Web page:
Is This The End of Antarctic Whaling?

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First the whaling fleet was headed north toward the Atlantic. Then it made a U-turn: possibly heading back toward Antarctica’s Ross Sea, or possibly in the direction of Australia and New Zealand, and thence, perhaps, to Japan.

The available evidence – from published statements to information from inside sources – indicates that Japan’s whaling fleet is calling it quits, at least for this season, two months and hundreds of whales earlier than usual.

“Putting safety as a priority, the fleet has halted scientific whaling for now,” Tatsuya Nakaoku of Japan’s Fisheries Agency told Reuters this week. The safety issue to which he referred was Sea Shepherd, whose ships have been harassing the fleet since the start of this season, and which appears to have reduced the catch substantially.

BLOG: Do Whales Need This War?

Despite the criticism that has been directed toward Sea Shepherd (including by a certain blogger), the organization’s tactics this year appear to have been hugely successful in limiting the number of whales being killed. But there is a growing confidence among environmentalists that this week’s developments mark not just a suspension of this year’s hunt, but the beginning of the end of Japan’s whaling in the Antarctic – an outcome that is likely the result of several factors that have been bubbling beneath the surface and have now all come to a boil at once:

Opposition Is Hardening In the Region: New Zealand and, especially, Australia have been among the most vocal opponents of Japan’s Antarctic whaling for years, but of late that pressure has increased. The Australian government has filed a lawsuit against Japan via the International Court of Justice, arguing that the so-called scientific whaling program violates Japan’s obligations under international law. And increasingly, the countries of South America have become perhaps the most reliable anti-whaling bloc within the International Whaling Commission. Prior to Japan’s announcement of the suspension of its hunt, the so-called Buenos Aires Group of IWC members – Argentina, Brazil, Chile, Costa Rica, Ecuador, Mexico, Panama, Peru and Uruguay – issued a statement expressing “their strongest rejection to the announced ‘scientific whaling’ hunting of almost a thousand whales included some in the threatened species category, planned for the Southern Whale Sanctuary.” And the Chilean government said its navy would “monitor the movements” of the fleet’s factory ship.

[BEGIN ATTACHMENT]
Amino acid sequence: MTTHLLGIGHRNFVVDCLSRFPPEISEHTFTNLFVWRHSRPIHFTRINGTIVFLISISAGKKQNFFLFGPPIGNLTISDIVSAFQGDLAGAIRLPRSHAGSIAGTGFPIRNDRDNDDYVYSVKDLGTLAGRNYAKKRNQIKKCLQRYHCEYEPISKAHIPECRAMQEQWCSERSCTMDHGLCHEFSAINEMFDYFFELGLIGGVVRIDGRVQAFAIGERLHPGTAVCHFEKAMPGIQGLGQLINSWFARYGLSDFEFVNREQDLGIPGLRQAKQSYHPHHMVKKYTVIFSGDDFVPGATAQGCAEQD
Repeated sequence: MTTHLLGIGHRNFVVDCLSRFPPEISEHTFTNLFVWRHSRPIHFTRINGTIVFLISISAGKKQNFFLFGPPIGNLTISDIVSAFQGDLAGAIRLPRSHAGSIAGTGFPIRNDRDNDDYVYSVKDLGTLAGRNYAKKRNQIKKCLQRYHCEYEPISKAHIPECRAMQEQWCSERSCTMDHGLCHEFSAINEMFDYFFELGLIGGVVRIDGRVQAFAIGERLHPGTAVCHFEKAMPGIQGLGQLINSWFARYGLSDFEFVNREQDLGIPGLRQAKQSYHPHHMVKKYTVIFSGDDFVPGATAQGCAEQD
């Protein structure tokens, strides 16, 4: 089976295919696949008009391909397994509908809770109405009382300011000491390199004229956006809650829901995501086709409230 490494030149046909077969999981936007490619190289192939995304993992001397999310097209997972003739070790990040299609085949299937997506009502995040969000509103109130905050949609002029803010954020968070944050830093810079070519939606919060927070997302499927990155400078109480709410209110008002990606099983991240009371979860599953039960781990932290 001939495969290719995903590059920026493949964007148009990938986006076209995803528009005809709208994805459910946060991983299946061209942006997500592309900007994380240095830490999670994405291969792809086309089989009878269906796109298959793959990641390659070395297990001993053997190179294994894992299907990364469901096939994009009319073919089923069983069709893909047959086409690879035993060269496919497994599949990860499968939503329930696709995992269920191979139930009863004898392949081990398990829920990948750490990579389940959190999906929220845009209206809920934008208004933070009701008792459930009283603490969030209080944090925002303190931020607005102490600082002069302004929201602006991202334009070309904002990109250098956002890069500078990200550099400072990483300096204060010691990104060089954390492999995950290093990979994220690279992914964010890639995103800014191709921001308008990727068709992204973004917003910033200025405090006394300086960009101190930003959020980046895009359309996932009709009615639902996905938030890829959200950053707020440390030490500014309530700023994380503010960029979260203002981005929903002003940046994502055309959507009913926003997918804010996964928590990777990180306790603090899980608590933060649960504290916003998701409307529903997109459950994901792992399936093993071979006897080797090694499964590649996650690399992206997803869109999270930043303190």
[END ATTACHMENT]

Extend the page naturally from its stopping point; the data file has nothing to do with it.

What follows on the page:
There Is Very Little Demand For The Meat: For years, opponents of Japan’s whaling have been pointing out that the cruelest irony of all is that it is being conducted to procure meat that fewer and fewer people in Japan want to eat. Despite efforts to expand the market and increase consumption, the fleet’s supply has exceeded demand for years, resulting in a deep-frozen whale meat stockpile. Last month, it was claimed that that stockpile hit an all time high of over 6,000 tonnes.

The Industry Is Broke: Because the industry is economically unsustainable on its own merits, it has long been heavily subsidized by the government, which spent a total of US$164 million between 1988 and 2009, according to an analysis by WWF. That was a lot to spend even when the economy was flush, but may simply have been unsustainable now that the country’s budgetary situation is dire. The first firm indications that the financial rug was being pulled out from beneath the industry came when the fleet departed for the Antarctic this season later than usual, and with fewer vessels.

“The reduced size of the Japanese whaling fleet means they will be unable to catch more than half of their quota,” predicted Wakao Hanaoka of Greenpeace at the time. “We are witnessing the further collapse of the already dying whaling industry: unable to retain crew or maintain public support- we will see them back in Japan much earlier than in previous years.”

Then there are the potential complications caused by future financial uncertainties, among them a new requirement by the International Maritime Organization that, beginning next season, no vessel running on heavy fuel oil (as does the whaling fleet) will be allowed to operate in Antarctic waters.

The Industry Has Been Publicly Disgraced in Japan. In 2008, Greenpeace produced evidence that the whaling operation was riddled with corruption; for example, crew members on board the fleet’s factory ship Nisshin Maru were stealing whale meat. Junichi Sato and Toru Suzuki of Greenpeace intercepted a box of whale meat that had been sent from the Nisshin Maru and labeled as “cardboard,” and presented it to the authorities. The unexpected response was that the two were arrested, detained without charge for 23 days, ultimately found guilty of theft, and given a one-year suspended sentence. But the attempts to deflect attention and blame ultimately failed. In December, the Fisheries Agency of Japan (FAJ) admitted that five officials were to be punished for accepting gifts of whale meat from the whaling company. To make matters worse, those officials sailed on board the Nisshin maru as supervisors, their mandate specifically to prevent such illegality. Yoyohiko Ota of the Fisheries Agency bowed apologetically on television as he announced the news.

Subsequently, the FAJ has announced it has reprimanded two more officials, including Jun Yamashita, the agency’s number two civil servant and a prominent member of the country’s IWC delegation.

All of the above prompted Sato to blog just a few weeks ago that, “Japanese whaling will come to an end – the question is simply when.”

In the Antarctic at least, the answer to that question just might be: very soon indeed.

Photograph of a whale on the deck of the factory ship Nisshin Maru in Antarctic waters, by Kate Davison/Greenpeace.

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